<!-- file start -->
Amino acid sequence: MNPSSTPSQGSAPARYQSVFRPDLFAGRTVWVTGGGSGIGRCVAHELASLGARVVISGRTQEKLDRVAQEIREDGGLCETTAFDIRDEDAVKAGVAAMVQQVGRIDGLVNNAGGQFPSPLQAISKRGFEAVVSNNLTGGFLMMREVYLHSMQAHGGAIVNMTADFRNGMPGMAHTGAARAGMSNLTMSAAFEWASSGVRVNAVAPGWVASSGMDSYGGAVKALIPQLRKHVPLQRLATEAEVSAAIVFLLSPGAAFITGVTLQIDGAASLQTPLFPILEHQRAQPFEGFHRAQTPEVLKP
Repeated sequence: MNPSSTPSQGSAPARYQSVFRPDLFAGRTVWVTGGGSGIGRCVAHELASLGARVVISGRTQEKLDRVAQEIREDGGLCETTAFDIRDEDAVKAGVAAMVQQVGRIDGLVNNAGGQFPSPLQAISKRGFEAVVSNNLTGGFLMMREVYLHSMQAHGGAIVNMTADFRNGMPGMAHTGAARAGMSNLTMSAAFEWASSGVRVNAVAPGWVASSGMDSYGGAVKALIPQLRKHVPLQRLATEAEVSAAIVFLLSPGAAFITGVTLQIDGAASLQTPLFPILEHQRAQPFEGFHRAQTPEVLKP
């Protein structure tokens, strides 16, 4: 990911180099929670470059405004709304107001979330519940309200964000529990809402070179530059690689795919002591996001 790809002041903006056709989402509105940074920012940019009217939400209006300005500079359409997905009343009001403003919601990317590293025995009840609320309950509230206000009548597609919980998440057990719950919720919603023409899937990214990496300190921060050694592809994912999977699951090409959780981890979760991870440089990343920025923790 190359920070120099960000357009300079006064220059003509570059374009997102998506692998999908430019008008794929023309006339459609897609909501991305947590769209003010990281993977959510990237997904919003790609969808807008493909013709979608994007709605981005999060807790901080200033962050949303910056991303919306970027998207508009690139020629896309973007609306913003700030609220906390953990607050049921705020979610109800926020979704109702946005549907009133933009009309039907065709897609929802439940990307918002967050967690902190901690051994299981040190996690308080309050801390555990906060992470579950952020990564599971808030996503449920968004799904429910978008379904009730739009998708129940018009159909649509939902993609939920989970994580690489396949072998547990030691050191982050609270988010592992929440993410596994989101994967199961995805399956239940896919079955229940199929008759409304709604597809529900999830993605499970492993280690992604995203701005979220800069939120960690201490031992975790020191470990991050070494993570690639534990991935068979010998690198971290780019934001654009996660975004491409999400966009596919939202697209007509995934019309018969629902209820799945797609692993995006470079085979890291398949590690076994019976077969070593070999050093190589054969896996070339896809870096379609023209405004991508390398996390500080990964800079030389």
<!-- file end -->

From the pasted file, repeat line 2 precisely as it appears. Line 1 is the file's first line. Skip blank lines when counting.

Repeated sequence: MNPSSTPSQGSAPARYQSVFRPDLFAGRTVWVTGGGSGIGRCVAHELASLGARVVISGRTQEKLDRVAQEIREDGGLCETTAFDIRDEDAVKAGVAAMVQQVGRIDGLVNNAGGQFPSPLQAISKRGFEAVVSNNLTGGFLMMREVYLHSMQAHGGAIVNMTADFRNGMPGMAHTGAARAGMSNLTMSAAFEWASSGVRVNAVAPGWVASSGMDSYGGAVKALIPQLRKHVPLQRLATEAEVSAAIVFLLSPGAAFITGVTLQIDGAASLQTPLFPILEHQRAQPFEGFHRAQTPEVLKP